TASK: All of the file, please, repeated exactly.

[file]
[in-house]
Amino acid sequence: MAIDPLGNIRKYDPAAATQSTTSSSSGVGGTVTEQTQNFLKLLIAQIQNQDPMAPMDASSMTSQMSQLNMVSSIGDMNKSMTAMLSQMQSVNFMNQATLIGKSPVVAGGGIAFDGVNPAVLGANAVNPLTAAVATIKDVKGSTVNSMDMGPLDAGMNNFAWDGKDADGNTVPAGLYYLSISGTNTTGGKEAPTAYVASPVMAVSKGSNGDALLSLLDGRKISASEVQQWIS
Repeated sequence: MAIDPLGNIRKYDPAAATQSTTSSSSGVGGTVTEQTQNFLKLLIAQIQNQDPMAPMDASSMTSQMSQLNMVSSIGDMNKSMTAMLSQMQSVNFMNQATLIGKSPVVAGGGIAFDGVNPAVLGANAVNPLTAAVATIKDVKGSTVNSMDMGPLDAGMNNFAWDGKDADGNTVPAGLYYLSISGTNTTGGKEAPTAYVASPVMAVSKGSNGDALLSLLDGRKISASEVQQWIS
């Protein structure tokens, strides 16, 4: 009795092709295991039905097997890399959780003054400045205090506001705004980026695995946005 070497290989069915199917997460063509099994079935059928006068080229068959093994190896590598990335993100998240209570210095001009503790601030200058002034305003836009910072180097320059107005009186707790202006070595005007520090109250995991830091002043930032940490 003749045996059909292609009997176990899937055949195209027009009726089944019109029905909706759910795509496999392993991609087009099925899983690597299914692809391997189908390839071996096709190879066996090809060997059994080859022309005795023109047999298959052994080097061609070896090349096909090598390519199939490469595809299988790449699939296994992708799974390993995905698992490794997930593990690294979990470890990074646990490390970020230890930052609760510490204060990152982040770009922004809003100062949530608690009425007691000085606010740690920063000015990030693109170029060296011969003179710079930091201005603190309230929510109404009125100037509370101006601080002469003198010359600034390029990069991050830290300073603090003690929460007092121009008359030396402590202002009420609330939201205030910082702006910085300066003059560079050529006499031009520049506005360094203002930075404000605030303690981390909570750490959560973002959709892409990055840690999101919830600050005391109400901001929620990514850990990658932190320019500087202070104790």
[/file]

[in-house]
Amino acid sequence: MAIDPLGNIRKYDPAAATQSTTSSSSGVGGTVTEQTQNFLKLLIAQIQNQDPMAPMDASSMTSQMSQLNMVSSIGDMNKSMTAMLSQMQSVNFMNQATLIGKSPVVAGGGIAFDGVNPAVLGANAVNPLTAAVATIKDVKGSTVNSMDMGPLDAGMNNFAWDGKDADGNTVPAGLYYLSISGTNTTGGKEAPTAYVASPVMAVSKGSNGDALLSLLDGRKISASEVQQWIS
Repeated sequence: MAIDPLGNIRKYDPAAATQSTTSSSSGVGGTVTEQTQNFLKLLIAQIQNQDPMAPMDASSMTSQMSQLNMVSSIGDMNKSMTAMLSQMQSVNFMNQATLIGKSPVVAGGGIAFDGVNPAVLGANAVNPLTAAVATIKDVKGSTVNSMDMGPLDAGMNNFAWDGKDADGNTVPAGLYYLSISGTNTTGGKEAPTAYVASPVMAVSKGSNGDALLSLLDGRKISASEVQQWIS
């Protein structure tokens, strides 16, 4: 009795092709295991039905097997890399959780003054400045205090506001705004980026695995946005 070497290989069915199917997460063509099994079935059928006068080229068959093994190896590598990335993100998240209570210095001009503790601030200058002034305003836009910072180097320059107005009186707790202006070595005007520090109250995991830091002043930032940490 003749045996059909292609009997176990899937055949195209027009009726089944019109029905909706759910795509496999392993991609087009099925899983690597299914692809391997189908390839071996096709190879066996090809060997059994080859022309005795023109047999298959052994080097061609070896090349096909090598390519199939490469595809299988790449699939296994992708799974390993995905698992490794997930593990690294979990470890990074646990490390970020230890930052609760510490204060990152982040770009922004809003100062949530608690009425007691000085606010740690920063000015990030693109170029060296011969003179710079930091201005603190309230929510109404009125100037509370101006601080002469003198010359600034390029990069991050830290300073603090003690929460007092121009008359030396402590202002009420609330939201205030910082702006910085300066003059560079050529006499031009520049506005360094203002930075404000605030303690981390909570750490959560973002959709892409990055840690999101919830600050005391109400901001929620990514850990990658932190320019500087202070104790």